For more read “7 absolutely important legal stories missed this week” from two weeks ago and Will you destroy the daring dream of dreamers?

Join in daring resilience by standing against the rhetoric.

Do not stand by when others make comments about our Hispanic neighbors.  Don’t let them hide behind the issue of immigration.  Puerto Ricans are citizens, yet the President this week showed an utter disregard of them.  Why?  We know why.

Floridians were called “amazing people” who “have done a fantastic job of getting things together” after Irma.  After Harvey, Texans were told, “We are with you today, we are with you tomorrow, and we will be with you EVERY SINGLE DAY AFTER, to restore, recover, and REBUILD!”  But Puerto Ricans.  Even the Hurricane bore the wrong name for them – Maria.  They were told they “want everything to be done for them.” And “We cannot keep FEMA, the Military & the First Responders, who have been amazing (under the most difficult circumstances) in P.R. forever!”

Join in daring resilience by taking action

Now is the time to call your representatives and advocate for adoption of a clean Dream Act.  These young men and women should be allowed to pursue their dreams in the only country they have ever known.

Gloria is a DACA recipient.  She came to a gospel justice center.  Amazingly resilient, Gloria still needed practical guidance in what she could do to rescue her children and provide for them.  A lawyer intervened and returned her children to her, helped her apply for DACA so she could obtain work and support her citizen children, and connected her with a church and other resources.  Gloria came to faith through the legal ministry.  She obtained good employment and a new apartment.  She recently renewed her DACA, but what will she do if we don’t stand with her in demanding passage of a Dream Act?

Join in daring resilience through legal ministry

There are 384,000 churches in America but less than 300 are involved in legal ministry.  That’s wrong.  Every second someone in America is unable to find legal help – more than 100,000 every day!  Don’t be Priest and Levites walking past neighbors in need.  Stop.  Stop to rescue and restore.  Jesus told us to do exactly that as he said, “Go and Do Likewise”.  Lk. 10:37.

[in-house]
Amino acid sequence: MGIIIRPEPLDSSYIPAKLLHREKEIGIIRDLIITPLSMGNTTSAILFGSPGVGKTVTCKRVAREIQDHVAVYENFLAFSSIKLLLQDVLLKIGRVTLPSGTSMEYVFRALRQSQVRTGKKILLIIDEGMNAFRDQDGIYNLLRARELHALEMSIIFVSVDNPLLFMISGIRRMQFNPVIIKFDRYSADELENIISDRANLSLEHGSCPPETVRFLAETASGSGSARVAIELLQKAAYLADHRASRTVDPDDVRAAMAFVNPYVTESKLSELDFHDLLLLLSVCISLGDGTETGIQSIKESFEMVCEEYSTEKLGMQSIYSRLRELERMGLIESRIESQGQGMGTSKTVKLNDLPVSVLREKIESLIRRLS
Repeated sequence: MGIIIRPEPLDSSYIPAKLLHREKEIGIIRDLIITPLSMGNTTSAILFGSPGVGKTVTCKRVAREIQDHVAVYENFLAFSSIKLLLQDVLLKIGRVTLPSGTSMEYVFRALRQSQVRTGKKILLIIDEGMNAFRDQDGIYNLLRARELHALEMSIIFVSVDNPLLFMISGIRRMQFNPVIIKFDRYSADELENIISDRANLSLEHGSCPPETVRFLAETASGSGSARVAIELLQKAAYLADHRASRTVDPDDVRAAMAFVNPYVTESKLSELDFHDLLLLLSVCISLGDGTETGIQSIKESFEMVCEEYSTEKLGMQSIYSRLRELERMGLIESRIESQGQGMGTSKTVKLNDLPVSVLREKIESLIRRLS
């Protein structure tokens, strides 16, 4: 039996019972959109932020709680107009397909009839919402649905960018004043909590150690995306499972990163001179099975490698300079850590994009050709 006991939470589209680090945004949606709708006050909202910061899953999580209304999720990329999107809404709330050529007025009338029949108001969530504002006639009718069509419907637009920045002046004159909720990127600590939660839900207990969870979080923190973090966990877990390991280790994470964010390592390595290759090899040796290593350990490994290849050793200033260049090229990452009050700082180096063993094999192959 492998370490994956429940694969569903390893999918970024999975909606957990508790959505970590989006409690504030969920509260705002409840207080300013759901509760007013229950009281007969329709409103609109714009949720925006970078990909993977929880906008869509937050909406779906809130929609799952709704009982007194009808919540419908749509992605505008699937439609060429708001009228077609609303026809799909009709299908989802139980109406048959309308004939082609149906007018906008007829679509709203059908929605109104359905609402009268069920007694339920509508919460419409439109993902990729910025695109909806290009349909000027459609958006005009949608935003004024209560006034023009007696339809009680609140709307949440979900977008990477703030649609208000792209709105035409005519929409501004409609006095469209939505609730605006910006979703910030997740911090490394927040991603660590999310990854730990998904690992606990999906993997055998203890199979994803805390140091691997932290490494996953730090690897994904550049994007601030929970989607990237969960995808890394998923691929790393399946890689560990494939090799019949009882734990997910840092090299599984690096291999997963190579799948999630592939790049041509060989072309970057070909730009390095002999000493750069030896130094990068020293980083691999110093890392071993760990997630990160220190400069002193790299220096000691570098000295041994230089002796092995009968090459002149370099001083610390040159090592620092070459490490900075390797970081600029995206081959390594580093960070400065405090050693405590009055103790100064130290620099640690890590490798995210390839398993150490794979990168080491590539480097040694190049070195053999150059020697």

Maria found help.  She walked into a gospel justice center where her hope was restored.  Maria received a T-Visa which allowed her to work and find stability.  She saw Christians in a new way as people who cared instead of those who throw rocks.  As she said, “I learned there could be justice, even for someone like me.”  We have to stop to care for neighbors.

Gospel Justice Initiative has removed all the barriers to service.  No cost.  No liability.  We cover your insurance and provide you with all the tools you need.  We train and provide travel so you can visit an operating site location and receive orientation training.  You become part of a support network with 62 others across the country.

But you gotta stop.

Stop making excuses or saying it’s someone else’s responsibility.  Stop judging neighbors or saying you don’t have the time or skills.  That is the Priest and Levite.  Be the Samaritan.  Make a difference.  Follow Jesus command.  Go and Do Likewise.

To get started e-mail Justine at [email protected]

About Bruce Strom

I am a lawyer, pastor, CEO, and author of Gospel Justice who builds communities of justice minded Christians to free people from legal burdens so they can flourish. I didn’t always care about justice. I was busy as the senior partner of a successful multi-office law practice. But I missed something. God was less concerned about me building my kingdom and more concerned about how I was advancing His kingdom. I left private practice to start Administer Justice to serve the least of these with their legal needs. Over 20 years later, churches, lawyers, and individuals across the country are joining a movement to Administer Justice for those in need.